"It's hard to teach an old dog new tricks!"

Almost everyone has heard this truism. Many who have heard it actually believe it. Now that I have turned sixty and find myself in the "old dog" category, I don't believe it… or at least I don't want to believe it! Several of my greatest heroes have shown this doesn't have to be true — thanks Lynn, Paul, Sister Sanders, and Joe!

Jesus didn't believe it. When Nicodemus approached him one night, he recognized that Nicodemus was searching for truth — he came in the darkness to find the true light of God (John 3:1-2 & John 3:16-21). What Nicodemus didn't realize was that Jesus was about to call him to a radical re-start of his spiritual life, something Nicodemus couldn't hear at this point in his relationship with Jesus.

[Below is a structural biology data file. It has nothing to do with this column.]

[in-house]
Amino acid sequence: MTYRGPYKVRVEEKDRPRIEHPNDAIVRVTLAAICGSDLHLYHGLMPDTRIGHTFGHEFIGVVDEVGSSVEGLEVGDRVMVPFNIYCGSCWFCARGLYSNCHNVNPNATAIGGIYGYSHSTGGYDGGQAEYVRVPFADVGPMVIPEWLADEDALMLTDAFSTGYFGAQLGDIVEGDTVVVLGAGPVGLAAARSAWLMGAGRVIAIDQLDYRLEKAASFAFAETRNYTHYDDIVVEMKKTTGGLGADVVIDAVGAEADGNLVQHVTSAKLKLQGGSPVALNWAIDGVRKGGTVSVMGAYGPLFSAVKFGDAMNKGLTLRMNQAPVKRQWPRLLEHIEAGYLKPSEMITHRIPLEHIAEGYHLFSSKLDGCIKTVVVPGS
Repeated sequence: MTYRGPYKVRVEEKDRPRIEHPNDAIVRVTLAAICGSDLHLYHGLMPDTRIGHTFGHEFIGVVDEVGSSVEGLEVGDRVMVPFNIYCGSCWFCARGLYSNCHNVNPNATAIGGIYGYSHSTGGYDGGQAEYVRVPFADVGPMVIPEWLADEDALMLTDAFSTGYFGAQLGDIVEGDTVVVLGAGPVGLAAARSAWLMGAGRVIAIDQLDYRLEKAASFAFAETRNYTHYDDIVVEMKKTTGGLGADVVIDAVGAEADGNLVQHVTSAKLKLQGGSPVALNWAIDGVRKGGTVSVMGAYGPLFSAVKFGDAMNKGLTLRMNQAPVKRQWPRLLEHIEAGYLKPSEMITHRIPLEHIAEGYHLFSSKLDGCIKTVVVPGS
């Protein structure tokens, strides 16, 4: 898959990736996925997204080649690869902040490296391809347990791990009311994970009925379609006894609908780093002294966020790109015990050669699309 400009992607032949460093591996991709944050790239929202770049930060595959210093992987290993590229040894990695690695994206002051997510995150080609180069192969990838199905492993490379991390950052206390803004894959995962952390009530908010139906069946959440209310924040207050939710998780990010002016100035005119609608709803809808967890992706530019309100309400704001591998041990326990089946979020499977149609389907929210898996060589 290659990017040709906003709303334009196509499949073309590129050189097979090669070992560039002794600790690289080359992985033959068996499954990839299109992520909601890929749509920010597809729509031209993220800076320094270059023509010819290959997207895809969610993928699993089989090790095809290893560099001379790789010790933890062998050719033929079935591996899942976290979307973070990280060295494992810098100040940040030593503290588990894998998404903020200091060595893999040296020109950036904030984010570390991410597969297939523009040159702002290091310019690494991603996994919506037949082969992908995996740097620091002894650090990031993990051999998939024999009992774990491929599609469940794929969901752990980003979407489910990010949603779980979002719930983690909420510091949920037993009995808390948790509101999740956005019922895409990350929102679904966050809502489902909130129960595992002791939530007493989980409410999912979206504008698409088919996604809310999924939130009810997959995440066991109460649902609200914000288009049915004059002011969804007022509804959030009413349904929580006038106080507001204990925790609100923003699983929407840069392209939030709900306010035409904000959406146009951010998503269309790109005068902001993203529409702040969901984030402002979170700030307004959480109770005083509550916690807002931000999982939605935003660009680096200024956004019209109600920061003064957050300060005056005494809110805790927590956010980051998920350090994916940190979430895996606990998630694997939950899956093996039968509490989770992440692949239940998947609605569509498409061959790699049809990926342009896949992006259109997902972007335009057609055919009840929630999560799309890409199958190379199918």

Nicodemus was the best of the best that Judaism had to offer. He recognized that Jesus had come from God (John 3:2). He was a Pharisee — someone dedicated to keeping the Law of God and separating himself from the sin of the world (John 3:1). He was also a high ranking leader and a respected member of the Jewish Ruling Council, also called the Sanhedrin (John 3:1; John 7:50-51). He also knew other "secret followers" of Jesus among the religious elite and the Ruling Council who had access to Pilate, the Roman governor (John 12:42-43; John 20:38-42). Jesus addresses Nicodemus as "Israel's teacher" (John 3:10).